A Dover, Delaware police officer indicted and arrested on an assault charge last May, escaped conviction following a jury trial in December despite damning dash-cam footage showing him kick a complying suspect in the face.
Now, Cpl. Thomas Webster is receiving $230,000 as part of a resignation agreement he finalized on Tuesday – which also stipulates he be paid his full salary and benefits until he officially leaves his position on June 30.
According to the agreement, the $230,000 number will come from taxpayer payments of approximately $40,000 a year that Thomas will receive for six years beginning in January 2017.
Webster was charged with second-degree assault, a felony, for an incident that occurred on Aug. 24, 2013, in which he responded to a call about a fight at a Hess gas station.
Investigators said he approached 29-year-old Lateef Dickerson, who matched the description of one of the suspects involved, and attempted to take him into custody while another officer held him at gunpoint.
Dash-cam video recorded from the scene shows Webster kick Dickerson in the back of the legs before telling him to get on the ground as he surrenders with his hands up.
As Dickerson continues to comply and crouches down, Webster can be seen kicking him in the face, breaking his jaw and causing facial lacerations to his lip, nose, and forehead.
Afterward, Dickerson was put in handcuffs and taken into custody. He was later treated at a hospital for his injuries.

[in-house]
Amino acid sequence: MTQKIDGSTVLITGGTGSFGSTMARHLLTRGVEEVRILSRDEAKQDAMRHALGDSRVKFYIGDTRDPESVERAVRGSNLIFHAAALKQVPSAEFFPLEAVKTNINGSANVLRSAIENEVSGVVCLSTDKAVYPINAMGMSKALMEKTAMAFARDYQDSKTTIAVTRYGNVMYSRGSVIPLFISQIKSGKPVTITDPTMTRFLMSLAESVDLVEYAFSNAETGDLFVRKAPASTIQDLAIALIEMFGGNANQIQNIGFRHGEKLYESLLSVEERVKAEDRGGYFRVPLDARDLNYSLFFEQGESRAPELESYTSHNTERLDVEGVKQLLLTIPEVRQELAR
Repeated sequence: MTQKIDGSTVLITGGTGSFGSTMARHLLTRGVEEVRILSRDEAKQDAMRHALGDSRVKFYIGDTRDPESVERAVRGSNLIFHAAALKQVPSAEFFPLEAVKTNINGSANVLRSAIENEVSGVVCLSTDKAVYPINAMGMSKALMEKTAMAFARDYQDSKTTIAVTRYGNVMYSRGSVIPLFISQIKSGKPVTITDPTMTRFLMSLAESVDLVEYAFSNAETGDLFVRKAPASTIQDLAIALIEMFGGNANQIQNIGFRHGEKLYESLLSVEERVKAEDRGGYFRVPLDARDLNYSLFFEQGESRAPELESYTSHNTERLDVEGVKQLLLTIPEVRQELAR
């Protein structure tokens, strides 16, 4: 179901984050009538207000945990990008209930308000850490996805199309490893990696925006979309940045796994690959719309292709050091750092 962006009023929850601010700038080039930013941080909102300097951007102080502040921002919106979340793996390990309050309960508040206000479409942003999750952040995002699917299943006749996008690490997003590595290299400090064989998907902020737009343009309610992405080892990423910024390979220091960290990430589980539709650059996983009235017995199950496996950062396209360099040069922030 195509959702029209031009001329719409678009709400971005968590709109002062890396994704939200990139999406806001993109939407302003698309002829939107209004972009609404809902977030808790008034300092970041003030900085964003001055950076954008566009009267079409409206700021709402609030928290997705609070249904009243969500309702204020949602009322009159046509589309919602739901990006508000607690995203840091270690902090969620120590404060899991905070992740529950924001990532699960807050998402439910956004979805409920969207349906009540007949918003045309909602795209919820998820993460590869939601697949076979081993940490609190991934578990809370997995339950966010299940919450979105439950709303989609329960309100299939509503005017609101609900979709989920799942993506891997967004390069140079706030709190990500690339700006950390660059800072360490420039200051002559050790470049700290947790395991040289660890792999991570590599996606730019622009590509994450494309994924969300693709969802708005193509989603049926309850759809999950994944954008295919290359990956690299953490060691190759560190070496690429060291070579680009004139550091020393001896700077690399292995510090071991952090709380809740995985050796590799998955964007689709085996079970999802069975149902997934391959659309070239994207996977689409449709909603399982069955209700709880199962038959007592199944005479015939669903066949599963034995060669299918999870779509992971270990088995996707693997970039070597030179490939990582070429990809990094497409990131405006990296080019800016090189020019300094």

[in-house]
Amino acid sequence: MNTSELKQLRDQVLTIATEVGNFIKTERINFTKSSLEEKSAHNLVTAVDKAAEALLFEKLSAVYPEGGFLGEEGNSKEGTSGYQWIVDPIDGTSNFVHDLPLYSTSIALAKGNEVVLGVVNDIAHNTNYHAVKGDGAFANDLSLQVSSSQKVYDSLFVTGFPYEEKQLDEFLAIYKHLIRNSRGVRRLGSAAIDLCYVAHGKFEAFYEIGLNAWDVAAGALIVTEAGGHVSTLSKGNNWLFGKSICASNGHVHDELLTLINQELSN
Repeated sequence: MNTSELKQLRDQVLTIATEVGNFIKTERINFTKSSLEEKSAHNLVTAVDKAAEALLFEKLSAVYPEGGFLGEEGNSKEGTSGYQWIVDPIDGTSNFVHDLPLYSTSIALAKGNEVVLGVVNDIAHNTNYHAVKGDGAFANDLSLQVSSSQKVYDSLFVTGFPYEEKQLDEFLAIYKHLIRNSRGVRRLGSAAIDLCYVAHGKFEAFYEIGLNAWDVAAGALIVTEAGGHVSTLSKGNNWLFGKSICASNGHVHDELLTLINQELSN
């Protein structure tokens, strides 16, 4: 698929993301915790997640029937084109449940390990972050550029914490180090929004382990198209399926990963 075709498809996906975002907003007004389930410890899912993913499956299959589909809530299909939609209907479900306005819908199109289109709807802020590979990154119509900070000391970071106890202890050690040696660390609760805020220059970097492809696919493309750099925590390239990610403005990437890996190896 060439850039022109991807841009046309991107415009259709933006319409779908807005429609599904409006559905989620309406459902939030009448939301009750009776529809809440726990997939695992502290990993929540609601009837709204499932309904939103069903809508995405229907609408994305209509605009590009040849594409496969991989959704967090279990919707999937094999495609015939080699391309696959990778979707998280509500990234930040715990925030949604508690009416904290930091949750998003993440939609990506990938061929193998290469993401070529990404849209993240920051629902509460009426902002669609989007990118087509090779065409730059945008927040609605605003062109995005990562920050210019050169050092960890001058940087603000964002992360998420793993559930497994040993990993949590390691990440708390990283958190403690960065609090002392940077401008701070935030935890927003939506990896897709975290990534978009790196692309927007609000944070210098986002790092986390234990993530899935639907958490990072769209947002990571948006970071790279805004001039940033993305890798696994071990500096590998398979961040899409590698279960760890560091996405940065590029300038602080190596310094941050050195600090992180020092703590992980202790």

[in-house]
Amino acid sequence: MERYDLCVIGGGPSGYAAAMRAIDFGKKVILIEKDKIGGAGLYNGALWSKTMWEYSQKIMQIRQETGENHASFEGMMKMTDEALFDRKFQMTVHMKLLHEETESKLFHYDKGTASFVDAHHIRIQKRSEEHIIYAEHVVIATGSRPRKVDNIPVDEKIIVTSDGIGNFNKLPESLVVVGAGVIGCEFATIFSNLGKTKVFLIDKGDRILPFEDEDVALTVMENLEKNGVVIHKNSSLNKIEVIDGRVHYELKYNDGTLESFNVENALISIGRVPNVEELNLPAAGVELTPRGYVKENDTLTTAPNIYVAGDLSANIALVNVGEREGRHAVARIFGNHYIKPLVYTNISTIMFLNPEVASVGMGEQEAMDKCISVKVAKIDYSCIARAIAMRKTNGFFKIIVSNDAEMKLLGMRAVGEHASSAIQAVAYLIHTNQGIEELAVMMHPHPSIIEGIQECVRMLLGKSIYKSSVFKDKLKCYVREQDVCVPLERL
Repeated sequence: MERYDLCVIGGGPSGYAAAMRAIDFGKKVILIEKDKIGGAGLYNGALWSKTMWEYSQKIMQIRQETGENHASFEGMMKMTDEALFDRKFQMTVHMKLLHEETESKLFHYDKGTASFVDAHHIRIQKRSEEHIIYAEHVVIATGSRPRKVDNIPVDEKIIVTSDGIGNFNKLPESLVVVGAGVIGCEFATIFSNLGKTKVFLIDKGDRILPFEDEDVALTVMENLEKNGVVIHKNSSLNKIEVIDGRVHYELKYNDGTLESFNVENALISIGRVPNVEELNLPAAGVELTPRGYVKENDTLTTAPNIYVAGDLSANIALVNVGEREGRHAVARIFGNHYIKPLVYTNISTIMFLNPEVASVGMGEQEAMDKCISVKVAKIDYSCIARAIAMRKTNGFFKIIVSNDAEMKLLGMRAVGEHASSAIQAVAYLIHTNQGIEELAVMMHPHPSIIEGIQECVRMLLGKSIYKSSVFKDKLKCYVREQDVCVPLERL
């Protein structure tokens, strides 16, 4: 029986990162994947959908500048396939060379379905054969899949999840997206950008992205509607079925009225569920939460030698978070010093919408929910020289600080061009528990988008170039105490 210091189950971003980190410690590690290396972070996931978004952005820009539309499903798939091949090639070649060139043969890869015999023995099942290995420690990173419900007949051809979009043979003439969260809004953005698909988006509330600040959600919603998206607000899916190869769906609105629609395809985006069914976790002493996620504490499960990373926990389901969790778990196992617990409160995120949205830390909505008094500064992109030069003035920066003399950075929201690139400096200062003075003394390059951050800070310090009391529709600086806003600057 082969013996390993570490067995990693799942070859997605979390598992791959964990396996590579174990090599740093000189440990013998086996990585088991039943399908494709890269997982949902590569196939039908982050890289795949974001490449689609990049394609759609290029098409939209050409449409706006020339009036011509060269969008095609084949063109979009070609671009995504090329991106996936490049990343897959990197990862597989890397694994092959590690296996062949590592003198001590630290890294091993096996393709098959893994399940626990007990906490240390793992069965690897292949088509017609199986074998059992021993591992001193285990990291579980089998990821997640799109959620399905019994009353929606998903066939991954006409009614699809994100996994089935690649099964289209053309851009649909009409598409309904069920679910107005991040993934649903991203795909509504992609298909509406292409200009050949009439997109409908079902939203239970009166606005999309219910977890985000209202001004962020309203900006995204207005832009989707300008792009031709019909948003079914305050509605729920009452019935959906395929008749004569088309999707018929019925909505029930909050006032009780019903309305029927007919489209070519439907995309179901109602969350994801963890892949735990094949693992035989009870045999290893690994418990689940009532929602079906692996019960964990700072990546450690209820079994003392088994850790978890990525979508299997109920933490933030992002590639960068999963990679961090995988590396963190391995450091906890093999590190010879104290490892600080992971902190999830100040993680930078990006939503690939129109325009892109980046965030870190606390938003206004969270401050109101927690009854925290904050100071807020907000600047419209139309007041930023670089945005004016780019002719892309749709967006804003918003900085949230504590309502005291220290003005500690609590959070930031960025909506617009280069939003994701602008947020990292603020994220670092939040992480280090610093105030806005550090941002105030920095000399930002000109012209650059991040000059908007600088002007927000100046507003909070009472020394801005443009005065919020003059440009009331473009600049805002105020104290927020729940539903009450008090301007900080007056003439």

Watch the raw footage:
Following the incident, the Dover Police Department placed Webster on paid administrative leave pending an internal investigation.
In March 2014, the Delaware Attorney General’s Office reviewed the case and found that there was “not a civil rights violation.” A grand jury choose not to indict, and in June 2014, Webster was allowed to return to full duty.
When the Dover Police Department completed its own investigation in May however, it found that Webster’s actions in the incident were “outside department policy” and decided to indict him on second-degree assault.
Webster turned himself in and was released on $5,000 bond before being placed on unpaid leave pending the outcome of the case – which came in December when a 12-member Superior Court jury handed down a verdict of not guilty following five days of testimony.
During the proceedings, Webster testified that Dickerson was slow to comply with his commands to get on the ground, and maintained that he was scared for the safety of himself and other officers because they had been erroneously told that the man was armed with a gun.
He said he was aiming to kick Dickerson in the upper body but kicked him in the face by mistake – a claim not mentioned in original police reports from the incident, prosecutors said.
Webster’s attorney, James Liguori, argued that the officers use of force was justified and said, “the fact of the matter is when you [break the video] down into milliseconds, you could see the gentlemen moving his hands up and down. We all know Tom was in fear.”
As part of Webster’s separation agreement, he is barred from further employment with the Dover Police Department and Dover city government, but he will be free to apply at any other police department or law enforcement agency in the country.
As we have seen from many other officers who have resigned or been fired due to misconduct allegations in the past, Webster will most likely become a cop at a new department in no time while still collecting his pension.